We have all read the stories with concern about the rapid spread of Ebola virus disease (EVD) in Africa. Now, with the first diagnosis of the virus in the United States, it is clear this virus is not under control. If not contained, Ebola poses a significant threat to the African continent and beyond.
Ebola has entered the human population before, with the first documented cases occurring in 1976 in areas that are now South Sudan and the Democratic Republic of Congo. Since 1976, there have been approximately 20 outbreaks in central Africa resulting in just over 2300 confirmed cases of Ebola virus disease (EVD).
One unusual aspect of the current Ebola outbreak is that instead of central Africa, this outbreak is occurring in west Africa. Initial cases were reported in February in Guinea. Shortly after these initial reports, EVD spread into Liberia followed by cases in Sierra Leeone and Nigeria. While efforts to control the virus in Nigeria appear to be successful, the number of cases since the first reported case now totals approximately 8000 with almost 4000 fatalities. The numbers from this single outbreak are larger than all other previous outbreaks combined.
Ebola virus was identified almost 40 years ago; however, there are still no approved vaccines or antiviral approaches beyond supportive care. There are promising therapies and vaccines on the horizon, but a fundamental understanding of how the virus interacts with human host is critical to advance the progress of treating the deadly disease.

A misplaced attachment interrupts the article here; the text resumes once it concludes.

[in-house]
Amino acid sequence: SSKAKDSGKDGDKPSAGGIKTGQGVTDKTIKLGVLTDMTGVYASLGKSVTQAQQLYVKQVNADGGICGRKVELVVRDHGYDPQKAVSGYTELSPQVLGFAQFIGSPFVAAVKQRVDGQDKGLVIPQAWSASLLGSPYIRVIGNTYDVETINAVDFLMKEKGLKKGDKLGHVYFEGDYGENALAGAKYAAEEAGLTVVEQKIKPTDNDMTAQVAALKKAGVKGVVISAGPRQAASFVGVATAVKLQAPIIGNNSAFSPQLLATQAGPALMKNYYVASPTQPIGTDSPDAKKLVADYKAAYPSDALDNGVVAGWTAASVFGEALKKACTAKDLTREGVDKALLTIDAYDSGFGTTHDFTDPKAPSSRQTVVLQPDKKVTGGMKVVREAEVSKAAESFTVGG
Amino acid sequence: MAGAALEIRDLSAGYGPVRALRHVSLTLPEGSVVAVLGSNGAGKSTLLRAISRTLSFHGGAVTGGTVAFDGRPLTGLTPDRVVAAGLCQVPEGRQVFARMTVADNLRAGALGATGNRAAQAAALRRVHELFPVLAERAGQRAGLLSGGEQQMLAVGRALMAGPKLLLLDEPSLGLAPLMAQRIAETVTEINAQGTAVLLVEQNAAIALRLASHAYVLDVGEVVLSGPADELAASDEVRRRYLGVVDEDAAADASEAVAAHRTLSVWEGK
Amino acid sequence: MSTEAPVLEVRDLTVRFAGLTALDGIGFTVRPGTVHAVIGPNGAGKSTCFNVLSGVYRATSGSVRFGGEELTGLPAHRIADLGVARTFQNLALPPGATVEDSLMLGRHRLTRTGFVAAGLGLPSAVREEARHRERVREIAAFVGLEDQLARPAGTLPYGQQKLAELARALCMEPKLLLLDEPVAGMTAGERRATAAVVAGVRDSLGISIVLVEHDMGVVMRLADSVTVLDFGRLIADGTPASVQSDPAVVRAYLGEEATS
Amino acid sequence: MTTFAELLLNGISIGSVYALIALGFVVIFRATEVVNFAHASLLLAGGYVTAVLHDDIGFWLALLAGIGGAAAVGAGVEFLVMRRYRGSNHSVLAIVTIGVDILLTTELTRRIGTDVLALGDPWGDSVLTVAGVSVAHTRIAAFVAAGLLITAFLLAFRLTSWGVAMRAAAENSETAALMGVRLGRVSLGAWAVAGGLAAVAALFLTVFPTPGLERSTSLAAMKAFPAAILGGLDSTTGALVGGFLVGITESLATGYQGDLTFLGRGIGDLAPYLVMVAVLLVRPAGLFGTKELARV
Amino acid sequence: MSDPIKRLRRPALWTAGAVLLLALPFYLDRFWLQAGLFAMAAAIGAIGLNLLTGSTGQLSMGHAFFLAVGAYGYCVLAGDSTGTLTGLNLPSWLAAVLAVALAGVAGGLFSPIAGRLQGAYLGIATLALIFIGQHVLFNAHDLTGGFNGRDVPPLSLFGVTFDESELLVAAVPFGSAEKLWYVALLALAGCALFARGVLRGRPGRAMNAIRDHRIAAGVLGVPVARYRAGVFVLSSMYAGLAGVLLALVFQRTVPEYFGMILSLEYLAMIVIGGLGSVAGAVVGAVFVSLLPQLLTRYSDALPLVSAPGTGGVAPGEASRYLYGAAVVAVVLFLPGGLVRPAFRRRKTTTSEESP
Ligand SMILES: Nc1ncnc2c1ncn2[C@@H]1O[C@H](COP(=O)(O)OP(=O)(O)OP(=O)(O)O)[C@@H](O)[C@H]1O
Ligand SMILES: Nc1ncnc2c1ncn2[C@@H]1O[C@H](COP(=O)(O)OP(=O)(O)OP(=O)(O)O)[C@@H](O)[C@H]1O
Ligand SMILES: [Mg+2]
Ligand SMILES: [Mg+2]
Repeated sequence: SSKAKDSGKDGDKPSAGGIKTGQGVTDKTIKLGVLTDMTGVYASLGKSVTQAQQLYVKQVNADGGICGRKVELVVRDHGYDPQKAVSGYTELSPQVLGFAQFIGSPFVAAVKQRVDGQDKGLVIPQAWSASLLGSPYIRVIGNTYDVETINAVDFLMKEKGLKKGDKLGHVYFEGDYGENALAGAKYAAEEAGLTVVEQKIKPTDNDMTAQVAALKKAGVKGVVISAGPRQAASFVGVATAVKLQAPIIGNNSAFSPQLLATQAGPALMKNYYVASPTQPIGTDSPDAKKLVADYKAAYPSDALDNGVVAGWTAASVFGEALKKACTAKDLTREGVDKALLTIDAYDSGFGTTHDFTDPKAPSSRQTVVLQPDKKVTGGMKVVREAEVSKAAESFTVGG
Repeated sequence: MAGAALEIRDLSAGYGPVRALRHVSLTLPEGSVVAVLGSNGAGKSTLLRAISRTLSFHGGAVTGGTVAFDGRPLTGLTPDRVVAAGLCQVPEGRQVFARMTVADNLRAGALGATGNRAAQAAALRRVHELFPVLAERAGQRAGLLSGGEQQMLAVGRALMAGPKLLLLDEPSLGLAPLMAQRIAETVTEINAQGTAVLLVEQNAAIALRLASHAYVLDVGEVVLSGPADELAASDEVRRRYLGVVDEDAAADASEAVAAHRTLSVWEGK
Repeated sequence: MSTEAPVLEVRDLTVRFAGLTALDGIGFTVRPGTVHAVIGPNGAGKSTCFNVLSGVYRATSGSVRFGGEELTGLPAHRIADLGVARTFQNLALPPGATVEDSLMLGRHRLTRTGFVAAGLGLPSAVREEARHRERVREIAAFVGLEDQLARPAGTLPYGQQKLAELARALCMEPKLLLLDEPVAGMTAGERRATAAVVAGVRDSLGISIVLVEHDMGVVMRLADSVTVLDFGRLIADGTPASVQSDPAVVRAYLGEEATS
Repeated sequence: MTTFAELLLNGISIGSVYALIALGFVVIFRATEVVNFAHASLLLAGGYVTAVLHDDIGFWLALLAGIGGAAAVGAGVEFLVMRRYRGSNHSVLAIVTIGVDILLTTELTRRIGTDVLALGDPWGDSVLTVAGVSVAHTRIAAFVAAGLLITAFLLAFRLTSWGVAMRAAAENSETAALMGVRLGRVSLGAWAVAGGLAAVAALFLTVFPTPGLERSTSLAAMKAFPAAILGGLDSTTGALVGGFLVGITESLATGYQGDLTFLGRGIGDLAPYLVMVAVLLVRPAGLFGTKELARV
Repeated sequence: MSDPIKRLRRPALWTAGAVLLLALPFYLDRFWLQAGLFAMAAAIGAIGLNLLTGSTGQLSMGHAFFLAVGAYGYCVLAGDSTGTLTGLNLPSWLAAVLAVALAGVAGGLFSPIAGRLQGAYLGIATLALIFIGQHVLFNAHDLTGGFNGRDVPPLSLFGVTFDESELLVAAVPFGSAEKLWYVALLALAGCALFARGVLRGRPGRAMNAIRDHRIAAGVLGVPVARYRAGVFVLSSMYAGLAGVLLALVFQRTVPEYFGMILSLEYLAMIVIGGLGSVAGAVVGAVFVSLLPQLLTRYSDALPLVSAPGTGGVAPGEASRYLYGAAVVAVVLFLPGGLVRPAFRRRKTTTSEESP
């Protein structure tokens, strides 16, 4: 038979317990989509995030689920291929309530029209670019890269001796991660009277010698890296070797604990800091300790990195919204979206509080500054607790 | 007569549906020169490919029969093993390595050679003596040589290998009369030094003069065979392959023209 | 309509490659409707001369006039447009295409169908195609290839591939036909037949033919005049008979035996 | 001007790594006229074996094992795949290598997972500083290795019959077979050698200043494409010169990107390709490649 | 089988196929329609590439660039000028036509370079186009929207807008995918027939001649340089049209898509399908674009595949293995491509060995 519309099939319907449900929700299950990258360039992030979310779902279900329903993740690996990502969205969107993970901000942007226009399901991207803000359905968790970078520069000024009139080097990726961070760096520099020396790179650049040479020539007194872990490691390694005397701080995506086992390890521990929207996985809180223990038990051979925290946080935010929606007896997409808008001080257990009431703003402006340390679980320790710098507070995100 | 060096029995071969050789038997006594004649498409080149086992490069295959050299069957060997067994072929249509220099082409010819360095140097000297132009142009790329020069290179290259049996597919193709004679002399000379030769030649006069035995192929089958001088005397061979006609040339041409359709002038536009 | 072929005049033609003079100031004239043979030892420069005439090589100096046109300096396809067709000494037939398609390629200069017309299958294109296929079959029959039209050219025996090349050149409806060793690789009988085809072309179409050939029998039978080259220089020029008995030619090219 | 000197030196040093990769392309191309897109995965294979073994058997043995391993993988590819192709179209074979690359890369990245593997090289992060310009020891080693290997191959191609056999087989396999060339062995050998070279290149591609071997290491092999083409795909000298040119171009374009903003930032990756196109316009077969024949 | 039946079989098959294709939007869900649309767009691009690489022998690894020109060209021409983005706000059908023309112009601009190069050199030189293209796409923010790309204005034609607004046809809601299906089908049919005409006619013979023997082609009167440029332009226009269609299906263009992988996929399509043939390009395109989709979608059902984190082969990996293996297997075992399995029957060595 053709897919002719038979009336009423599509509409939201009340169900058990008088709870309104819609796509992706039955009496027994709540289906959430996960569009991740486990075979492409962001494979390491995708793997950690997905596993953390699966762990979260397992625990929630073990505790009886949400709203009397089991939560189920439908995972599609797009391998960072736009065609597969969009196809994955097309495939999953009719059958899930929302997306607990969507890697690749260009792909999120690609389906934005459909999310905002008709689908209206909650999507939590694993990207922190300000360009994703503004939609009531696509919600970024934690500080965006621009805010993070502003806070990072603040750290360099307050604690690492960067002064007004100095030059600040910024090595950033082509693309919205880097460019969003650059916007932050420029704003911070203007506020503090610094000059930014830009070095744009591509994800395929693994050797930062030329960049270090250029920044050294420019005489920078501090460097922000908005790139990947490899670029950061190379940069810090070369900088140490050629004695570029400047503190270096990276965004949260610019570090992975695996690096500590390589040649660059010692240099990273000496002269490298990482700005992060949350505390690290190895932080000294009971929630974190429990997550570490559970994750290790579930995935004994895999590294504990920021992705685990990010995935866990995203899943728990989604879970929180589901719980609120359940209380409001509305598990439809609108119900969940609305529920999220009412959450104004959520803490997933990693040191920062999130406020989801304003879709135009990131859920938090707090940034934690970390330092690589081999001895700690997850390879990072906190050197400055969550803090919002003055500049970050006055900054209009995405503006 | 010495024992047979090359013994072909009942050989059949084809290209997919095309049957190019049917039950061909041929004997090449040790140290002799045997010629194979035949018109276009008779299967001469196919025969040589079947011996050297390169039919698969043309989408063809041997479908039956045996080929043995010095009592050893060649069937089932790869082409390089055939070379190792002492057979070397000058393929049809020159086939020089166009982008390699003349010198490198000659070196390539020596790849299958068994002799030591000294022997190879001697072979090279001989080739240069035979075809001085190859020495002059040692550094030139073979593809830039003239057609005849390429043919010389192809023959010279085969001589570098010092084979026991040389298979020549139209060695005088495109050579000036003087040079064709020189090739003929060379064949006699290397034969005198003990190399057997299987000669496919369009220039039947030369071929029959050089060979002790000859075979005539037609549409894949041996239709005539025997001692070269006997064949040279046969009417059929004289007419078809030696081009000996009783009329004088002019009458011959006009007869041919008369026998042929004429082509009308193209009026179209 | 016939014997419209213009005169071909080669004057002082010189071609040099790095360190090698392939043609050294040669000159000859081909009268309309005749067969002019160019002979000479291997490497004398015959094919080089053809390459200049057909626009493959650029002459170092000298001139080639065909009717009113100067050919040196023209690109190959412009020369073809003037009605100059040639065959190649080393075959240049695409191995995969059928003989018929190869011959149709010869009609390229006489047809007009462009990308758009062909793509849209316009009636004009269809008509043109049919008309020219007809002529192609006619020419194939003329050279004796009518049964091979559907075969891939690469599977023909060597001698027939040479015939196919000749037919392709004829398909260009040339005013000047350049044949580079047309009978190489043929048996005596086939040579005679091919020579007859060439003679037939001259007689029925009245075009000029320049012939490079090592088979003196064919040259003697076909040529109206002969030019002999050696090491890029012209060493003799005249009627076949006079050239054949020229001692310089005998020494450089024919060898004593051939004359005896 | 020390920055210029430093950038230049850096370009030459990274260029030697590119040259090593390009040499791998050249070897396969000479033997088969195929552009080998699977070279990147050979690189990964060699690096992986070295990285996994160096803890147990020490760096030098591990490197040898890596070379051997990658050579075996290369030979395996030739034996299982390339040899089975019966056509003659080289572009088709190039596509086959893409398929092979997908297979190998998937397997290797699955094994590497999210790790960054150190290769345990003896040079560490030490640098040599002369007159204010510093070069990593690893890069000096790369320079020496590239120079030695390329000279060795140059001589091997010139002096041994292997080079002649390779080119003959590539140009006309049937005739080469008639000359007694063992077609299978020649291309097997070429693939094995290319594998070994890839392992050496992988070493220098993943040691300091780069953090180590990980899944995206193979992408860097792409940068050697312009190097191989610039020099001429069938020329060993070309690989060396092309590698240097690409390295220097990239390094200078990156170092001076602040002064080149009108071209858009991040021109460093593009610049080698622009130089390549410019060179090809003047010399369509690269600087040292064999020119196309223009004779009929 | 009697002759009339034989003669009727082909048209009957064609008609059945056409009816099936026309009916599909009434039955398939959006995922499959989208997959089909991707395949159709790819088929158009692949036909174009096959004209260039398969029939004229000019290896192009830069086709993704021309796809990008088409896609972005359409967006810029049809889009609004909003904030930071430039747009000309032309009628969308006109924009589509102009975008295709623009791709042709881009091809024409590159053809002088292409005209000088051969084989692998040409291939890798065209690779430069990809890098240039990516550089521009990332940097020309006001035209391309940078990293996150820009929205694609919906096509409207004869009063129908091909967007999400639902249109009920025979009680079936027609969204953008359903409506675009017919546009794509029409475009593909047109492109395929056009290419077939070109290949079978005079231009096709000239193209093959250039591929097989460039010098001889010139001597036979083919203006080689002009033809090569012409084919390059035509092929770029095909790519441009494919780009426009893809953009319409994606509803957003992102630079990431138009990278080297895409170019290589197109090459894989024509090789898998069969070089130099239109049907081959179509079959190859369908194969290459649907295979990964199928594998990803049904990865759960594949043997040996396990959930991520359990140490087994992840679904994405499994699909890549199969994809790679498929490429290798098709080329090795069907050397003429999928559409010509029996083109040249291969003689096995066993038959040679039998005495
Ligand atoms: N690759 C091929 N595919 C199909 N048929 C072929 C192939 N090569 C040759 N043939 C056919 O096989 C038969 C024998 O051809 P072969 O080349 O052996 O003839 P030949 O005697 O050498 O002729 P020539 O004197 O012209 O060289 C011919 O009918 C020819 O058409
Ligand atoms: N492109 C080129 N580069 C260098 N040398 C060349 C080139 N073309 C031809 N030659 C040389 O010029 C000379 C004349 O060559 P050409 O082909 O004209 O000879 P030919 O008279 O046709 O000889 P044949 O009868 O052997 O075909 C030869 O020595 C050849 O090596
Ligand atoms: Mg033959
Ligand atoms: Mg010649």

JCVI Ebola Research Efforts
JCVI is on the front lines of working to better understand this infectious agent. Dr. Reed Shabman, a member of JCVI’s infectious disease team, is seeking to understand why Ebola and Marburg virus (both are filoviruses) infections result in such severe human disease.
During his time as a postdoc at the Icahn School of Medicine at Mount Sinai in New York, Reed helped to develop research platforms designed to understand how Ebola virus mediates its replication, gene expression and evades the immune system. The innovative approaches used at JCVI do not require high level containment facilities and through established collaborations with Biosafety level-4 (BSL-4) labs his group is able to confirm their results in the context of actual Ebola infection.
Some of the ongoing collaborative projects in the group include:
- Determining how Ebola virus evades the host immune system, specifically the innate immune response.
- Employing sequencing platforms to identify previously undescribed aspects of Ebola and Marburg virus RNAs.
- Developing reporter systems to understand how the untranslated regions (UTRs) of Ebola and Marburg virus control their protein production.
This important research seeks to enhance the scientific community’s understanding of Ebola and Marburg virus biology which will aid in our ability to rationally design ways to combat these deadly viruses.